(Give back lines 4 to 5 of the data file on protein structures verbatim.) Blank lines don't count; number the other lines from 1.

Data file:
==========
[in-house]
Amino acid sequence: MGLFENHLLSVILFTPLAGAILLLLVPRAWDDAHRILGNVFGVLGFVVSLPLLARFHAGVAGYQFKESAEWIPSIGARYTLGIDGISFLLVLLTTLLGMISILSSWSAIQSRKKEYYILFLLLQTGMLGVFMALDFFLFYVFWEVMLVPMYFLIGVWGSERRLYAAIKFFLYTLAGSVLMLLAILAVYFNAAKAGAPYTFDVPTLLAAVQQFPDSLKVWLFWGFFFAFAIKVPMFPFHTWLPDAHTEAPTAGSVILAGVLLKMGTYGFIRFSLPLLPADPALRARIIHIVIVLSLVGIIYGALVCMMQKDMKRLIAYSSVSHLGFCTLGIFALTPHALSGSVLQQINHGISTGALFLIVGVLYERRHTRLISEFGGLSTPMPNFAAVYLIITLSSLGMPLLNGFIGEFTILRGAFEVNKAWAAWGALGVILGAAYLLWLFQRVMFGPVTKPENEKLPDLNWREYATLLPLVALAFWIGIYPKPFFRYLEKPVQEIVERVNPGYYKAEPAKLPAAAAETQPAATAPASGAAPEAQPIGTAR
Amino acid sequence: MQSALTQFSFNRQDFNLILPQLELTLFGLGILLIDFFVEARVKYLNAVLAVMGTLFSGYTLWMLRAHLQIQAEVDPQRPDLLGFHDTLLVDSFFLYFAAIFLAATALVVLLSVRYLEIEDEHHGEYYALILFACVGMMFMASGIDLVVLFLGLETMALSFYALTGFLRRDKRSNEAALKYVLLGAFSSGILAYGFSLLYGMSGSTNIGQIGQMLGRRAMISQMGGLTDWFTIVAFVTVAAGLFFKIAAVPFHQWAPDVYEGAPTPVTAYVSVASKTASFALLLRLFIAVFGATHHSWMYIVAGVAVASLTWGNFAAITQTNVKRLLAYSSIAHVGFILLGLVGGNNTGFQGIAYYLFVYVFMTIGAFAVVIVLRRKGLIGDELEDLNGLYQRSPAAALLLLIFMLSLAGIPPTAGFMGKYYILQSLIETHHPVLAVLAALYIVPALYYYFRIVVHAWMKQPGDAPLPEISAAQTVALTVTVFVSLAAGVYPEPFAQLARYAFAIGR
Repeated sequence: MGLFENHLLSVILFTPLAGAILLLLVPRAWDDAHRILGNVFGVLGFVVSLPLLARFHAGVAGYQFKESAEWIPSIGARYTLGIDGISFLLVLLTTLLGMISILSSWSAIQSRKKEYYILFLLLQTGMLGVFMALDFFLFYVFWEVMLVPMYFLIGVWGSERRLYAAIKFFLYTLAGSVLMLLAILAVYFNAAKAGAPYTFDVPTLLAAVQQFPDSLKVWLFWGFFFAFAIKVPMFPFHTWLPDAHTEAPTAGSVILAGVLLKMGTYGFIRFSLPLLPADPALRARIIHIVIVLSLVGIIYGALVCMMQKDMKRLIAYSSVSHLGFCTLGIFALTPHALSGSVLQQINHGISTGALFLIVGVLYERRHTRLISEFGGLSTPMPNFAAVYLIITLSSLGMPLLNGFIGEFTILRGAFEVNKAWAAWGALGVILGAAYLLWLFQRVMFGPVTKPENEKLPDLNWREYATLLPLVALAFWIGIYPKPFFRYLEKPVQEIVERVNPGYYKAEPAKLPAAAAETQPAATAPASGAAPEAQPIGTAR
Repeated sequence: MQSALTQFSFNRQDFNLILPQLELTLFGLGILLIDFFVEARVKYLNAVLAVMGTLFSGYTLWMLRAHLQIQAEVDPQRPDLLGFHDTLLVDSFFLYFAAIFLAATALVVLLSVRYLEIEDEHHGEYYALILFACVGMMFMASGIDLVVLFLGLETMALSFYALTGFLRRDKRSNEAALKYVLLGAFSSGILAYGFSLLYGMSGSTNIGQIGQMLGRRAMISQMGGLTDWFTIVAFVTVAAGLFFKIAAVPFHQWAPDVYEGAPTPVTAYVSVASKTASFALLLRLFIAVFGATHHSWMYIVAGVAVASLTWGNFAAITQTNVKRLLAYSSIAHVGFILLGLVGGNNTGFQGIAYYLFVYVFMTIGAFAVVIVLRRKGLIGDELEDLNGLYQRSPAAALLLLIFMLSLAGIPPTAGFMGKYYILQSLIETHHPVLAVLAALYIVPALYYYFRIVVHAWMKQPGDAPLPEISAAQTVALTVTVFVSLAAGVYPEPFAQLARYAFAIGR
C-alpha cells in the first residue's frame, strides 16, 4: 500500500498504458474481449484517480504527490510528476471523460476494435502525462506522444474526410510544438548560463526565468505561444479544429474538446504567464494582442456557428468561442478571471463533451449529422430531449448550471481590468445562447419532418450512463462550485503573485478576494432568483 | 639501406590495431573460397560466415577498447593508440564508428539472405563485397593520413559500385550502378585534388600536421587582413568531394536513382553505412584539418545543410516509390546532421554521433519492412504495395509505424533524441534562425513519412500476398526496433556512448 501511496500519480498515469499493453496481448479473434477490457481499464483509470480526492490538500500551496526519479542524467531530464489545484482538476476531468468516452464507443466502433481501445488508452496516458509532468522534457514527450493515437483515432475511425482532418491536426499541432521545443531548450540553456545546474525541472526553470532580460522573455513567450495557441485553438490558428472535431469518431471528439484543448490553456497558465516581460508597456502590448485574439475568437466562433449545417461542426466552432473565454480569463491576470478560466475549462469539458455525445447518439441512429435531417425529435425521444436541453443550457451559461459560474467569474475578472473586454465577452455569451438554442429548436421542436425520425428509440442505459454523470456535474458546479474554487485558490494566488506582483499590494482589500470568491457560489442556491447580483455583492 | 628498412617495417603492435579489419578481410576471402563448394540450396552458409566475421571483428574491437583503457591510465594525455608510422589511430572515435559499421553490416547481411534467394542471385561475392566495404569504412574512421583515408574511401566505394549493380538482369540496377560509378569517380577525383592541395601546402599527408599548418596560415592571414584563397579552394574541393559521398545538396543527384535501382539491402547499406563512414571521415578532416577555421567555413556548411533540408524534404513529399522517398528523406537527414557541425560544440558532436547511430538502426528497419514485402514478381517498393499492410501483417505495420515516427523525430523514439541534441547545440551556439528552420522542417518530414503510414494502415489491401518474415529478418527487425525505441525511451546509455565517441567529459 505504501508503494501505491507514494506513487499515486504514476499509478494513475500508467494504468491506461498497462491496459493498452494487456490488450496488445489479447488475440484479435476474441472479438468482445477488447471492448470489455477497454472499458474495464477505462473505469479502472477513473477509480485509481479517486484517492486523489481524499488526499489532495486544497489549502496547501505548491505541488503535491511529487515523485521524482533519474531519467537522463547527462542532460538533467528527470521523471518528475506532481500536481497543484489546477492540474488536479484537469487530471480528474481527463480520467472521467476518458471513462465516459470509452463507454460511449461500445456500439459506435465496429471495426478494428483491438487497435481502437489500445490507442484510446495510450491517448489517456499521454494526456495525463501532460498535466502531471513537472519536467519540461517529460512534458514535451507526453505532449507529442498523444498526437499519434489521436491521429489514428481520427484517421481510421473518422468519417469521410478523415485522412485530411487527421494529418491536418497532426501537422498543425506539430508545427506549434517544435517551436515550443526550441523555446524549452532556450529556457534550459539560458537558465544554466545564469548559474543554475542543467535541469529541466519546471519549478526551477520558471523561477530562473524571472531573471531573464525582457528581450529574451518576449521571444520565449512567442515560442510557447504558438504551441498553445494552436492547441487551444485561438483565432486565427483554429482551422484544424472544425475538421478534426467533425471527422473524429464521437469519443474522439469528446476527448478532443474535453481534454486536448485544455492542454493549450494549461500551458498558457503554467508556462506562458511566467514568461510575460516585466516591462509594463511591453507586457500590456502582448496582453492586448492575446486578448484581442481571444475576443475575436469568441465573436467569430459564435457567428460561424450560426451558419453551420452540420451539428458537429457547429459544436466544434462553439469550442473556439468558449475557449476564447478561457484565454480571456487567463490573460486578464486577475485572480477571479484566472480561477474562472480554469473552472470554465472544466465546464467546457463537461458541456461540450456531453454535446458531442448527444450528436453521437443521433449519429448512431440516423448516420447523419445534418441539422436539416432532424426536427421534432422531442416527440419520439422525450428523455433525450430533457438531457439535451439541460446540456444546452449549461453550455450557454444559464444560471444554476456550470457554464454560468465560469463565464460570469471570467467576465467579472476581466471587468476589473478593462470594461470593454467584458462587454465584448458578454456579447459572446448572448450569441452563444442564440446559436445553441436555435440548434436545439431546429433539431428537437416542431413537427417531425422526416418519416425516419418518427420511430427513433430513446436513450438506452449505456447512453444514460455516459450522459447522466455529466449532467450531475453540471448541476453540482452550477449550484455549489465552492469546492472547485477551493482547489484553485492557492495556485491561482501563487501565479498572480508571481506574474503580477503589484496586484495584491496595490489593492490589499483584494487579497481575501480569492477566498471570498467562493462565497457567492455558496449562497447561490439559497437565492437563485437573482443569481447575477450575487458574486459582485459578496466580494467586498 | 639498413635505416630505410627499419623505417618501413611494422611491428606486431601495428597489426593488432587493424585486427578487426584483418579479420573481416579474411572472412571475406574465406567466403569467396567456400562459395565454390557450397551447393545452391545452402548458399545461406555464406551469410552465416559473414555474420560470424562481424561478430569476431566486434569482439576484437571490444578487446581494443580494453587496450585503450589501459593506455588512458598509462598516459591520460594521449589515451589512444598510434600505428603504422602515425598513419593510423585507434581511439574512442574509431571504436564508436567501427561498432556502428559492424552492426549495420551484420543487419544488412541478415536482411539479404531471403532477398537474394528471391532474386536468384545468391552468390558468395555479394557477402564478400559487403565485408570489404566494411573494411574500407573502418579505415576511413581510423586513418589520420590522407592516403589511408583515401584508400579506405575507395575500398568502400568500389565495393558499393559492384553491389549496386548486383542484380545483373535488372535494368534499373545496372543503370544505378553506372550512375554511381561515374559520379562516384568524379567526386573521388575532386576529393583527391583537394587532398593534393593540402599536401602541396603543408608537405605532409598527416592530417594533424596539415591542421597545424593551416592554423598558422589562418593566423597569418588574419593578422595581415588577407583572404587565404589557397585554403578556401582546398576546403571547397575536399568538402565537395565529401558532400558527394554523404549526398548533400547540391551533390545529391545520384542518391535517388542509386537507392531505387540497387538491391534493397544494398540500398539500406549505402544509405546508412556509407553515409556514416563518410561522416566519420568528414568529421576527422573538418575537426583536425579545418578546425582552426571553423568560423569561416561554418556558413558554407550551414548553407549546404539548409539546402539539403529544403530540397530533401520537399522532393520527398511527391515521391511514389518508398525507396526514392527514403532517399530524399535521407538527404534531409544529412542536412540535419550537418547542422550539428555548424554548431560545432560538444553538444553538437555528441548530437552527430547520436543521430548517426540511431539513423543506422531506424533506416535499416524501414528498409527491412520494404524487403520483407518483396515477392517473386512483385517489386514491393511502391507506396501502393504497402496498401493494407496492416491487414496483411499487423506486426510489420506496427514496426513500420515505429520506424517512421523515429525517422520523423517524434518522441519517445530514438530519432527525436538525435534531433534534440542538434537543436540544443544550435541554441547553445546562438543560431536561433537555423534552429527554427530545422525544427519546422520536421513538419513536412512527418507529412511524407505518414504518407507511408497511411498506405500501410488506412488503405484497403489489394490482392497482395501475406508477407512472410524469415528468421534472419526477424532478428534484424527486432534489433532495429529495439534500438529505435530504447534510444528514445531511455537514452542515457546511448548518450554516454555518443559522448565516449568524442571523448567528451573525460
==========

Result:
Repeated sequence: MGLFENHLLSVILFTPLAGAILLLLVPRAWDDAHRILGNVFGVLGFVVSLPLLARFHAGVAGYQFKESAEWIPSIGARYTLGIDGISFLLVLLTTLLGMISILSSWSAIQSRKKEYYILFLLLQTGMLGVFMALDFFLFYVFWEVMLVPMYFLIGVWGSERRLYAAIKFFLYTLAGSVLMLLAILAVYFNAAKAGAPYTFDVPTLLAAVQQFPDSLKVWLFWGFFFAFAIKVPMFPFHTWLPDAHTEAPTAGSVILAGVLLKMGTYGFIRFSLPLLPADPALRARIIHIVIVLSLVGIIYGALVCMMQKDMKRLIAYSSVSHLGFCTLGIFALTPHALSGSVLQQINHGISTGALFLIVGVLYERRHTRLISEFGGLSTPMPNFAAVYLIITLSSLGMPLLNGFIGEFTILRGAFEVNKAWAAWGALGVILGAAYLLWLFQRVMFGPVTKPENEKLPDLNWREYATLLPLVALAFWIGIYPKPFFRYLEKPVQEIVERVNPGYYKAEPAKLPAAAAETQPAATAPASGAAPEAQPIGTAR
Repeated sequence: MQSALTQFSFNRQDFNLILPQLELTLFGLGILLIDFFVEARVKYLNAVLAVMGTLFSGYTLWMLRAHLQIQAEVDPQRPDLLGFHDTLLVDSFFLYFAAIFLAATALVVLLSVRYLEIEDEHHGEYYALILFACVGMMFMASGIDLVVLFLGLETMALSFYALTGFLRRDKRSNEAALKYVLLGAFSSGILAYGFSLLYGMSGSTNIGQIGQMLGRRAMISQMGGLTDWFTIVAFVTVAAGLFFKIAAVPFHQWAPDVYEGAPTPVTAYVSVASKTASFALLLRLFIAVFGATHHSWMYIVAGVAVASLTWGNFAAITQTNVKRLLAYSSIAHVGFILLGLVGGNNTGFQGIAYYLFVYVFMTIGAFAVVIVLRRKGLIGDELEDLNGLYQRSPAAALLLLIFMLSLAGIPPTAGFMGKYYILQSLIETHHPVLAVLAALYIVPALYYYFRIVVHAWMKQPGDAPLPEISAAQTVALTVTVFVSLAAGVYPEPFAQLARYAFAIGR